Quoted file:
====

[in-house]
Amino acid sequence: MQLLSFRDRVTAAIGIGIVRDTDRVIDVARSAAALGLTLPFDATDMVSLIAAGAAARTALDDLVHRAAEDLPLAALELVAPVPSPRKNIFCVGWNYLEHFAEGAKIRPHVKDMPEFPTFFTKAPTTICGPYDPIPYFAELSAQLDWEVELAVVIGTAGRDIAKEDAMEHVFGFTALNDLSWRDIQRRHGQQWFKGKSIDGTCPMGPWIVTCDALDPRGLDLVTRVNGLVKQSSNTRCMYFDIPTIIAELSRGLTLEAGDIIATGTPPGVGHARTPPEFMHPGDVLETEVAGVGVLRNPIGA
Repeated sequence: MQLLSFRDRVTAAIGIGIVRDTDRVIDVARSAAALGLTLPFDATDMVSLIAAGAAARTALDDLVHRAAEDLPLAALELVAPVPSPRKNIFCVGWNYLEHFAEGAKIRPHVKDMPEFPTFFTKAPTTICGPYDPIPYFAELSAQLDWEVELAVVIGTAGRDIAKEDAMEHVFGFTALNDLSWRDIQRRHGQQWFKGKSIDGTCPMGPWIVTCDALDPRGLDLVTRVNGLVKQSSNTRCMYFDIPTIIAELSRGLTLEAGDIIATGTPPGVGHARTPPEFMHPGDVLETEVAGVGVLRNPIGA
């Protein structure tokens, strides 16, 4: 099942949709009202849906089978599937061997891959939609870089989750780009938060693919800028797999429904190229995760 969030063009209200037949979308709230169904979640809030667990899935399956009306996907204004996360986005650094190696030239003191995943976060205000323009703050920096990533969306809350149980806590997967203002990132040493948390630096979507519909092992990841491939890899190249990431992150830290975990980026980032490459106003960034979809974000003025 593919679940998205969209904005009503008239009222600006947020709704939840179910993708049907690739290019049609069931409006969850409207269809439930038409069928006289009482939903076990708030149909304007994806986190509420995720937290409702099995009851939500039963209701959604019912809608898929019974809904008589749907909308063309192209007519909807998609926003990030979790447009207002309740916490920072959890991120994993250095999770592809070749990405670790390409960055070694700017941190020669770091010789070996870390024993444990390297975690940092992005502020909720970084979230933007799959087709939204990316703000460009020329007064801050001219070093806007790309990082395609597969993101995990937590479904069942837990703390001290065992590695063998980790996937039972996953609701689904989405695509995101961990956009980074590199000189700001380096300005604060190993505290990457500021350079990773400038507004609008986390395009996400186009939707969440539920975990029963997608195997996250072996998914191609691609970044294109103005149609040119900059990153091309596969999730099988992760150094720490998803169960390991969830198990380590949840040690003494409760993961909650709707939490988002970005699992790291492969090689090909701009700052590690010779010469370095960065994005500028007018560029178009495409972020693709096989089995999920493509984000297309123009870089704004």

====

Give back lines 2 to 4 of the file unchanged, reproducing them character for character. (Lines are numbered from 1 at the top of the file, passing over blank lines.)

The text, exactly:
Amino acid sequence: MQLLSFRDRVTAAIGIGIVRDTDRVIDVARSAAALGLTLPFDATDMVSLIAAGAAARTALDDLVHRAAEDLPLAALELVAPVPSPRKNIFCVGWNYLEHFAEGAKIRPHVKDMPEFPTFFTKAPTTICGPYDPIPYFAELSAQLDWEVELAVVIGTAGRDIAKEDAMEHVFGFTALNDLSWRDIQRRHGQQWFKGKSIDGTCPMGPWIVTCDALDPRGLDLVTRVNGLVKQSSNTRCMYFDIPTIIAELSRGLTLEAGDIIATGTPPGVGHARTPPEFMHPGDVLETEVAGVGVLRNPIGA
Repeated sequence: MQLLSFRDRVTAAIGIGIVRDTDRVIDVARSAAALGLTLPFDATDMVSLIAAGAAARTALDDLVHRAAEDLPLAALELVAPVPSPRKNIFCVGWNYLEHFAEGAKIRPHVKDMPEFPTFFTKAPTTICGPYDPIPYFAELSAQLDWEVELAVVIGTAGRDIAKEDAMEHVFGFTALNDLSWRDIQRRHGQQWFKGKSIDGTCPMGPWIVTCDALDPRGLDLVTRVNGLVKQSSNTRCMYFDIPTIIAELSRGLTLEAGDIIATGTPPGVGHARTPPEFMHPGDVLETEVAGVGVLRNPIGA
């Protein structure tokens, strides 16, 4: 099942949709009202849906089978599937061997891959939609870089989750780009938060693919800028797999429904190229995760 969030063009209200037949979308709230169904979640809030667990899935399956009306996907204004996360986005650094190696030239003191995943976060205000323009703050920096990533969306809350149980806590997967203002990132040493948390630096979507519909092992990841491939890899190249990431992150830290975990980026980032490459106003960034979809974000003025 593919679940998205969209904005009503008239009222600006947020709704939840179910993708049907690739290019049609069931409006969850409207269809439930038409069928006289009482939903076990708030149909304007994806986190509420995720937290409702099995009851939500039963209701959604019912809608898929019974809904008589749907909308063309192209007519909807998609926003990030979790447009207002309740916490920072959890991120994993250095999770592809070749990405670790390409960055070694700017941190020669770091010789070996870390024993444990390297975690940092992005502020909720970084979230933007799959087709939204990316703000460009020329007064801050001219070093806007790309990082395609597969993101995990937590479904069942837990703390001290065992590695063998980790996937039972996953609701689904989405695509995101961990956009980074590199000189700001380096300005604060190993505290990457500021350079990773400038507004609008986390395009996400186009939707969440539920975990029963997608195997996250072996998914191609691609970044294109103005149609040119900059990153091309596969999730099988992760150094720490998803169960390991969830198990380590949840040690003494409760993961909650709707939490988002970005699992790291492969090689090909701009700052590690010779010469370095960065994005500028007018560029178009495409972020693709096989089995999920493509984000297309123009870089704004």